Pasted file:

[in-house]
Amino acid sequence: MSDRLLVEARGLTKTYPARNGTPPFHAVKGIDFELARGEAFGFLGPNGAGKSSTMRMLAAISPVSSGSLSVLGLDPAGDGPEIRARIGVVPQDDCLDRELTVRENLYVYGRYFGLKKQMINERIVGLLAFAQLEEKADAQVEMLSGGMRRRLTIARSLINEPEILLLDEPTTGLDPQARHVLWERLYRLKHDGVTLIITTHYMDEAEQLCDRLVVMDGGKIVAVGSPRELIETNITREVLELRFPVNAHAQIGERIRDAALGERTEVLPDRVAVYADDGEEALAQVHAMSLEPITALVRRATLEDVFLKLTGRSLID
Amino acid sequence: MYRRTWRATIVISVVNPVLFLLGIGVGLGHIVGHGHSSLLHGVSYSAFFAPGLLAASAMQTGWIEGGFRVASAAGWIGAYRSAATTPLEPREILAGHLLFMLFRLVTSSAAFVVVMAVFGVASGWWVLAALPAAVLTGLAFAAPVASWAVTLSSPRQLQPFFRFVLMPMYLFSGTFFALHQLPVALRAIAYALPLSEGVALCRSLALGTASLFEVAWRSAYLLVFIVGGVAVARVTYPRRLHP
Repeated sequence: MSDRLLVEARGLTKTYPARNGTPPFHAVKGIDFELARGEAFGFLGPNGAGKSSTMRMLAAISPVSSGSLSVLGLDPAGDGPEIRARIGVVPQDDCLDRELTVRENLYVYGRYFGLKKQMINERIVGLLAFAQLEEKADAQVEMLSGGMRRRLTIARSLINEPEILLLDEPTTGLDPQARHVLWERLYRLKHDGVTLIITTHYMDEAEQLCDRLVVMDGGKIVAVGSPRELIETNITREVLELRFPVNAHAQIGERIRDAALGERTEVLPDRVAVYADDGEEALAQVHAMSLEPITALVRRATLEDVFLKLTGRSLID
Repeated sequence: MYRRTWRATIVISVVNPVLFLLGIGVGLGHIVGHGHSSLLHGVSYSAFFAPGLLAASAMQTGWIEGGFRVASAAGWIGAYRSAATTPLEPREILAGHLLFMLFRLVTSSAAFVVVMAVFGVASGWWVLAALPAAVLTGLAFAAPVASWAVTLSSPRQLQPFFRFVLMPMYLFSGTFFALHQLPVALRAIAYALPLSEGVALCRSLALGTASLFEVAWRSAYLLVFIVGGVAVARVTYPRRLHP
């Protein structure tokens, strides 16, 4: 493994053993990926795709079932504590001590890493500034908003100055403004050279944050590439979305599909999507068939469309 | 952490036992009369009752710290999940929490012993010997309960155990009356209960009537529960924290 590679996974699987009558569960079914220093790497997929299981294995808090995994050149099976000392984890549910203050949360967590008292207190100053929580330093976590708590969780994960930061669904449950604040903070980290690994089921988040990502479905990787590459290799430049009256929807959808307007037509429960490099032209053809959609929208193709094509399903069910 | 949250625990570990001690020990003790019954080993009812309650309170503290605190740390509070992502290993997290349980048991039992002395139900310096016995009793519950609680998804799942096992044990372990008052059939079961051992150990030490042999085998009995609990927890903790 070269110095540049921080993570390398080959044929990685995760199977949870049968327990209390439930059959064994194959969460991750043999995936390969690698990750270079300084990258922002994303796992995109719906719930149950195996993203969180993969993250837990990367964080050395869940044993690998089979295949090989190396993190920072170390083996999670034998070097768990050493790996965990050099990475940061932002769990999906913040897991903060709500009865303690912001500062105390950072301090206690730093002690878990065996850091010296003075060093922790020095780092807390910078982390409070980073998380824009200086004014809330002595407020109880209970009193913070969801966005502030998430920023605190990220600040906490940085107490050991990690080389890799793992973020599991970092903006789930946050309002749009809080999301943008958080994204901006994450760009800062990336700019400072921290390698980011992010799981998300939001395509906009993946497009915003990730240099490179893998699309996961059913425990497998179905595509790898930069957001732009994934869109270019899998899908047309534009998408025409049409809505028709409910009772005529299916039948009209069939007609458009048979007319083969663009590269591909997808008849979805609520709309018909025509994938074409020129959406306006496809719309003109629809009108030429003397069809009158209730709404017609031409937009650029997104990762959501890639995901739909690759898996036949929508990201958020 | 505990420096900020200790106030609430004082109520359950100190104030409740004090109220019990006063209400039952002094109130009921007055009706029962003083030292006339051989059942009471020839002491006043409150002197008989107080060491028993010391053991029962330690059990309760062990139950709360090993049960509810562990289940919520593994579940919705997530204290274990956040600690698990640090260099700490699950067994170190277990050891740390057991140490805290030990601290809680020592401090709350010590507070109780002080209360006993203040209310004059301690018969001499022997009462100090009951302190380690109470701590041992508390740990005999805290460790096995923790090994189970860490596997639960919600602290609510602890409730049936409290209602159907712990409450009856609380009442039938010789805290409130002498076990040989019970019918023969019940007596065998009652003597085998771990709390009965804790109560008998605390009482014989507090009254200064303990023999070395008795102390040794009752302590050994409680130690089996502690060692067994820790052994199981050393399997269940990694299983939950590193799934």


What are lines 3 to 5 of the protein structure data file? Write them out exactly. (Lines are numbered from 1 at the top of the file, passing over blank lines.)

Amino acid sequence: MYRRTWRATIVISVVNPVLFLLGIGVGLGHIVGHGHSSLLHGVSYSAFFAPGLLAASAMQTGWIEGGFRVASAAGWIGAYRSAATTPLEPREILAGHLLFMLFRLVTSSAAFVVVMAVFGVASGWWVLAALPAAVLTGLAFAAPVASWAVTLSSPRQLQPFFRFVLMPMYLFSGTFFALHQLPVALRAIAYALPLSEGVALCRSLALGTASLFEVAWRSAYLLVFIVGGVAVARVTYPRRLHP
Repeated sequence: MSDRLLVEARGLTKTYPARNGTPPFHAVKGIDFELARGEAFGFLGPNGAGKSSTMRMLAAISPVSSGSLSVLGLDPAGDGPEIRARIGVVPQDDCLDRELTVRENLYVYGRYFGLKKQMINERIVGLLAFAQLEEKADAQVEMLSGGMRRRLTIARSLINEPEILLLDEPTTGLDPQARHVLWERLYRLKHDGVTLIITTHYMDEAEQLCDRLVVMDGGKIVAVGSPRELIETNITREVLELRFPVNAHAQIGERIRDAALGERTEVLPDRVAVYADDGEEALAQVHAMSLEPITALVRRATLEDVFLKLTGRSLID
Repeated sequence: MYRRTWRATIVISVVNPVLFLLGIGVGLGHIVGHGHSSLLHGVSYSAFFAPGLLAASAMQTGWIEGGFRVASAAGWIGAYRSAATTPLEPREILAGHLLFMLFRLVTSSAAFVVVMAVFGVASGWWVLAALPAAVLTGLAFAAPVASWAVTLSSPRQLQPFFRFVLMPMYLFSGTFFALHQLPVALRAIAYALPLSEGVALCRSLALGTASLFEVAWRSAYLLVFIVGGVAVARVTYPRRLHP